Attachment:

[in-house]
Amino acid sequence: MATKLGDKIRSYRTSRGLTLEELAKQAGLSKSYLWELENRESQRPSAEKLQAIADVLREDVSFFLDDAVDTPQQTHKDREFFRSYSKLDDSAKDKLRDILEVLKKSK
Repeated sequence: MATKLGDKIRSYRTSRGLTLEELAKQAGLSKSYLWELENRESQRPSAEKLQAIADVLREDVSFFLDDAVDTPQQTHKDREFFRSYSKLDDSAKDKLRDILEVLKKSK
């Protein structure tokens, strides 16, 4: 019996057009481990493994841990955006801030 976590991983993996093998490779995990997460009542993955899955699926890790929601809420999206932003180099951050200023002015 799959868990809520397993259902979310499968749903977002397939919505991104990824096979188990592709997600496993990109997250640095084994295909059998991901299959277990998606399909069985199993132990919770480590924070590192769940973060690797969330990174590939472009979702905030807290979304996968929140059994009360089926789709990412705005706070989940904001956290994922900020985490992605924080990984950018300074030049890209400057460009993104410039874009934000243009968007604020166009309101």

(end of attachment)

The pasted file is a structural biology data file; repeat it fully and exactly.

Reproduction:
[in-house]
Amino acid sequence: MATKLGDKIRSYRTSRGLTLEELAKQAGLSKSYLWELENRESQRPSAEKLQAIADVLREDVSFFLDDAVDTPQQTHKDREFFRSYSKLDDSAKDKLRDILEVLKKSK
Repeated sequence: MATKLGDKIRSYRTSRGLTLEELAKQAGLSKSYLWELENRESQRPSAEKLQAIADVLREDVSFFLDDAVDTPQQTHKDREFFRSYSKLDDSAKDKLRDILEVLKKSK
């Protein structure tokens, strides 16, 4: 019996057009481990493994841990955006801030 976590991983993996093998490779995990997460009542993955899955699926890790929601809420999206932003180099951050200023002015 799959868990809520397993259902979310499968749903977002397939919505991104990824096979188990592709997600496993990109997250640095084994295909059998991901299959277990998606399909069985199993132990919770480590924070590192769940973060690797969330990174590939472009979702905030807290979304996968929140059994009360089926789709990412705005706070989940904001956290994922900020985490992605924080990984950018300074030049890209400057460009993104410039874009934000243009968007604020166009309101």